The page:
The often forgotten Rebecca Riots were a series of protests that took place between around 1839-1843, throughout the rural areas of west Wales, including Pembrokeshire, Carmarthenshire and Cardiganshire. The protesters were usually working farming people who had been aggrieved, in general by unfair taxes, and more specifically by the high tolls being charged to transport goods and livestock along the minor roads of the region.
In the early 19th century many of the roads in Wales were owned and operated by what were called Turnpike Trusts. These trusts were originally set up to maintain and even improve the condition of the roads and bridges through charging tolls to use them. The reality was however, many of these trusts were operated by English businessmen whose main interest was in extracting as much money as they could from the local people and farmers.
The farming community had suffered badly through poor harvests in the years preceding the protests and tolls were one of the biggest expense a local farmer had to face. The charges levied to do even the simplest of things, such as transporting animals and crops to market.
The people finally decided enough was enough and took the law into their own hands; gangs were formed to destroy as many tollgates as possible. These gangs became known as ‘Rebecca and her daughters’. Usually, at night, men dressed as women would blackened their faces and attacked the hated tollgates and destroyed them. A huge man, named Thomas Rees was the first ‘Rebecca’ and he destroyed the tollgates at Yr Efail Wen in Carmarthenshire.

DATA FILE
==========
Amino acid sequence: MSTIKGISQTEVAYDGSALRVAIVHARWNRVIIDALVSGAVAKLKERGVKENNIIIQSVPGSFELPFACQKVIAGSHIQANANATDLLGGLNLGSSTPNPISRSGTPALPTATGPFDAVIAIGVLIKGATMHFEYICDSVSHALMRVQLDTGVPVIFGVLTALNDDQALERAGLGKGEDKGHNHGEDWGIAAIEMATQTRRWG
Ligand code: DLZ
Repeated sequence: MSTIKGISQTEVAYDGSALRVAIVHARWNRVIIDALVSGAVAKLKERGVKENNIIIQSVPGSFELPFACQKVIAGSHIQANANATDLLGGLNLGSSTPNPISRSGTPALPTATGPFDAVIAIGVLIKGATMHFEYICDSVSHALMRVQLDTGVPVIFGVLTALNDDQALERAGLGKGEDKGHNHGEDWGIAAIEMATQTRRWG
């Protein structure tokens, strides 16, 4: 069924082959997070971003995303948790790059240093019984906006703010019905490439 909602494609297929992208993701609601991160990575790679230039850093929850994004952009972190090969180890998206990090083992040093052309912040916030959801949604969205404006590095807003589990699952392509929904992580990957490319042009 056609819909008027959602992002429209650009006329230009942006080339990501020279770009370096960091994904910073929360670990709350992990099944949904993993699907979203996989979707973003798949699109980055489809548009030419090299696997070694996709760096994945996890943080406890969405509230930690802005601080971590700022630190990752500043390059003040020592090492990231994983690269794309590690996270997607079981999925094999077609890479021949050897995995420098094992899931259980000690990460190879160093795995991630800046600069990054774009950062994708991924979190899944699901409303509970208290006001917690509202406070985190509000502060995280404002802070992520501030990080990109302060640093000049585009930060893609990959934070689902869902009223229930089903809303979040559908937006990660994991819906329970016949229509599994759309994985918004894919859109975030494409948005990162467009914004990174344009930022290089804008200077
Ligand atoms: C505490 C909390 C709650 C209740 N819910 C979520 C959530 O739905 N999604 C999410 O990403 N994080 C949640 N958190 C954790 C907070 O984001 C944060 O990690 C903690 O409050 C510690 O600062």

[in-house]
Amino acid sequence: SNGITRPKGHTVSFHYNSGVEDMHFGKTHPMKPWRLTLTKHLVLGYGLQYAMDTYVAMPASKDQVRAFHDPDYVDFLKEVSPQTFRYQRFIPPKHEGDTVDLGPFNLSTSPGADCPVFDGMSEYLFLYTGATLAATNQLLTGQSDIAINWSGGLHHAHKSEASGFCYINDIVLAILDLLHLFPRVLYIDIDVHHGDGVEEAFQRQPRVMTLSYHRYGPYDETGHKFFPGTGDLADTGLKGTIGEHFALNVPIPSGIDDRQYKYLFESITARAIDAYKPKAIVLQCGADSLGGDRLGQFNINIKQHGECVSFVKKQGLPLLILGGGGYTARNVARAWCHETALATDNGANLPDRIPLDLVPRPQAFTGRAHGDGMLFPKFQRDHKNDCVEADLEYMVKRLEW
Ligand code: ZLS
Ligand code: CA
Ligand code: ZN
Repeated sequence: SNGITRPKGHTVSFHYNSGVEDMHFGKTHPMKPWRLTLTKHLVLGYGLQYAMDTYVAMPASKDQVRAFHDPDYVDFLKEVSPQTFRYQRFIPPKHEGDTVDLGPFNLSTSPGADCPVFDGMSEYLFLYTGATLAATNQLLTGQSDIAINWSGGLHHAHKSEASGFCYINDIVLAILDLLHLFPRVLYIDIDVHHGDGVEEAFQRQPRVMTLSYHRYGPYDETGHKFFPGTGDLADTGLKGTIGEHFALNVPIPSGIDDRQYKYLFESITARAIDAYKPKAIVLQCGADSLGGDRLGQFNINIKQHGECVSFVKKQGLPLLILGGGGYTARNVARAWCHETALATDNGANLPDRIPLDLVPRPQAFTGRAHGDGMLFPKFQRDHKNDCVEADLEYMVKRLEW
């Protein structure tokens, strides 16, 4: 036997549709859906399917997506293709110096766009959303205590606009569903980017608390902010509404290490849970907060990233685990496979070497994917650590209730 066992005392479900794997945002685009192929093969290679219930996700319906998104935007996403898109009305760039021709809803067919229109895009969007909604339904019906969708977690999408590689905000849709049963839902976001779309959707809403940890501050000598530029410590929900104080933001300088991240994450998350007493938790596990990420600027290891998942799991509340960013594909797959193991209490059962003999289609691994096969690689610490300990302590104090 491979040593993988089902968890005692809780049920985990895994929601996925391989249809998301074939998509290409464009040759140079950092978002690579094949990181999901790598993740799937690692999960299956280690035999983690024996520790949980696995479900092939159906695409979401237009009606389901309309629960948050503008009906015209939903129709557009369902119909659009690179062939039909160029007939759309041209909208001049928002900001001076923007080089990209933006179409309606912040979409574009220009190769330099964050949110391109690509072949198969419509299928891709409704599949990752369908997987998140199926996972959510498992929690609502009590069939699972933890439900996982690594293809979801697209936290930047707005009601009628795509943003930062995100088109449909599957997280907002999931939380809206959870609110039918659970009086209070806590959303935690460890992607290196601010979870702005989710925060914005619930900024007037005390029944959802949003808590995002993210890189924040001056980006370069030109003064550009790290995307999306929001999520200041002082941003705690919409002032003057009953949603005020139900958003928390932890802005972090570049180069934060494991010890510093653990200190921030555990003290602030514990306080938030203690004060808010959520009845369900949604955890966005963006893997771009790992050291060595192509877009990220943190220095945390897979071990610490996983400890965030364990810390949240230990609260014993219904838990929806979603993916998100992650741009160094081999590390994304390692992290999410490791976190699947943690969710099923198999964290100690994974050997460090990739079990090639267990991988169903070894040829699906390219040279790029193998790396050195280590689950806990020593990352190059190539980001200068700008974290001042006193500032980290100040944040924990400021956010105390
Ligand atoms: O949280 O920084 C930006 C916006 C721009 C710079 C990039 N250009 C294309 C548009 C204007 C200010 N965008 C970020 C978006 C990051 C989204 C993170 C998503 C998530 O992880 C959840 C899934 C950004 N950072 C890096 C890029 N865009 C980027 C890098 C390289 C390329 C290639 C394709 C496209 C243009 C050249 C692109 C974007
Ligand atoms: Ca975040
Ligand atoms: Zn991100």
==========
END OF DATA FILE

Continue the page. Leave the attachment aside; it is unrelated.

The rioting was at its worst in 1843, with many major tollgates being destroyed this was to sadly see a young woman named Sarah Williams, a tollhouse keeper killed. By late 1843, the riots had all but stopped as the government increased troop numbers to the area, and in 1844 laws were passed to control the powers of the turnpike trusts. In addition, many of the protestors had recognised that the associated violence was getting out of control. So the much-hated tollgates all but disappeared from the roads of South Wales for over 100 years.